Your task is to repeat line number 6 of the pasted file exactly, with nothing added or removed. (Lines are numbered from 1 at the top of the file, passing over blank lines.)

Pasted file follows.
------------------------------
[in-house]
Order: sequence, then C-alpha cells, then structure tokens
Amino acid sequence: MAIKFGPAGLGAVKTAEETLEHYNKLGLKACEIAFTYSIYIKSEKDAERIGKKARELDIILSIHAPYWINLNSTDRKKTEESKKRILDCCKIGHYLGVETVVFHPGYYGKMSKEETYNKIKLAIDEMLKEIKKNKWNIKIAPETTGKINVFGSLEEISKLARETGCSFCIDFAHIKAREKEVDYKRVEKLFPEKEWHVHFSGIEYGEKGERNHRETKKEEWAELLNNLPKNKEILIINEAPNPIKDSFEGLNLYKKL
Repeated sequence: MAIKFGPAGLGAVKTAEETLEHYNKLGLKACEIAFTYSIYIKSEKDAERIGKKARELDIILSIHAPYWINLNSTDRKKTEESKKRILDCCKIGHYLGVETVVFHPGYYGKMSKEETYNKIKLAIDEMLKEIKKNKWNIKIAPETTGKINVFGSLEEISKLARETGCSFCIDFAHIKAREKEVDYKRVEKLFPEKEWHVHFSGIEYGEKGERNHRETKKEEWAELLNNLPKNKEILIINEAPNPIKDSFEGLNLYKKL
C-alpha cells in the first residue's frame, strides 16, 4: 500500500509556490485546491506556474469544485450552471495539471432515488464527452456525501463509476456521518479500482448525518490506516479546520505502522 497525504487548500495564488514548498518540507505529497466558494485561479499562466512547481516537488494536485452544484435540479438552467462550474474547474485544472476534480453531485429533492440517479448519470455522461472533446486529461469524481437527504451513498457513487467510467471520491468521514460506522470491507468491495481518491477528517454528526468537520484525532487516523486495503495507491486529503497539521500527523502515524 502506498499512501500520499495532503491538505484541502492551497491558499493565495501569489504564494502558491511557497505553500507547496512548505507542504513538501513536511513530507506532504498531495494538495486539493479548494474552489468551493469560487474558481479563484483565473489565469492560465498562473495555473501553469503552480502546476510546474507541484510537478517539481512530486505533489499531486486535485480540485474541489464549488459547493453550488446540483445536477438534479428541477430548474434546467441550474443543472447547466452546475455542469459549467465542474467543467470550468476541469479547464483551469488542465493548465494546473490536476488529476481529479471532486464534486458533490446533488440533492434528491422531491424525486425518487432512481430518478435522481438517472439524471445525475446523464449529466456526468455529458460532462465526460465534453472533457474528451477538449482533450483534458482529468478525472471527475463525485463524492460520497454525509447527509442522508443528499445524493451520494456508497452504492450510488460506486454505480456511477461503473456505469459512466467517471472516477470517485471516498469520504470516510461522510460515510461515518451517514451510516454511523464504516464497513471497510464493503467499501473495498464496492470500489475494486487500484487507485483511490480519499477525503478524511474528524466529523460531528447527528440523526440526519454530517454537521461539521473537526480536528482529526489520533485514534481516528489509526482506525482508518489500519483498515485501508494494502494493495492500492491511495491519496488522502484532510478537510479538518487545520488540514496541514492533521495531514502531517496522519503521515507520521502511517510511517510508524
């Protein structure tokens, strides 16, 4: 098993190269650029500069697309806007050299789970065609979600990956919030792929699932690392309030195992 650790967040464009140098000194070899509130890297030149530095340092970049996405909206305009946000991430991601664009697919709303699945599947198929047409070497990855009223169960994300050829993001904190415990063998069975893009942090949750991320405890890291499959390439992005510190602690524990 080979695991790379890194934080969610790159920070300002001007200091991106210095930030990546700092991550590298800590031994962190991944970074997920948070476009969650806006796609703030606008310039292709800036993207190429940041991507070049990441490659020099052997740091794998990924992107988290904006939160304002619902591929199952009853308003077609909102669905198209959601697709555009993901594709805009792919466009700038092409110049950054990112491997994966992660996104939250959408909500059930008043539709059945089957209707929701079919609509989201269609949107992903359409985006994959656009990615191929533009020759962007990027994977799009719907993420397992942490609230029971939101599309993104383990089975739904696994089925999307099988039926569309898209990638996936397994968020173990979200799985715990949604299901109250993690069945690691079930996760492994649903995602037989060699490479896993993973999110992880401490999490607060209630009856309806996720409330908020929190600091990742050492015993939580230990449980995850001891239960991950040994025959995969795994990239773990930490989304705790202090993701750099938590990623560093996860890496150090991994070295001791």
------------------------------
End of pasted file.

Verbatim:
């Protein structure tokens, strides 16, 4: 098993190269650029500069697309806007050299789970065609979600990956919030792929699932690392309030195992 650790967040464009140098000194070899509130890297030149530095340092970049996405909206305009946000991430991601664009697919709303699945599947198929047409070497990855009223169960994300050829993001904190415990063998069975893009942090949750991320405890890291499959390439992005510190602690524990 080979695991790379890194934080969610790159920070300002001007200091991106210095930030990546700092991550590298800590031994962190991944970074997920948070476009969650806006796609703030606008310039292709800036993207190429940041991507070049990441490659020099052997740091794998990924992107988290904006939160304002619902591929199952009853308003077609909102669905198209959601697709555009993901594709805009792919466009700038092409110049950054990112491997994966992660996104939250959408909500059930008043539709059945089957209707929701079919609509989201269609949107992903359409985006994959656009990615191929533009020759962007990027994977799009719907993420397992942490609230029971939101599309993104383990089975739904696994089925999307099988039926569309898209990638996936397994968020173990979200799985715990949604299901109250993690069945690691079930996760492994649903995602037989060699490479896993993973999110992880401490999490607060209630009856309806996720409330908020929190600091990742050492015993939580230990449980995850001891239960991950040994025959995969795994990239773990930490989304705790202090993701750099938590990623560093996860890496150090991994070295001791």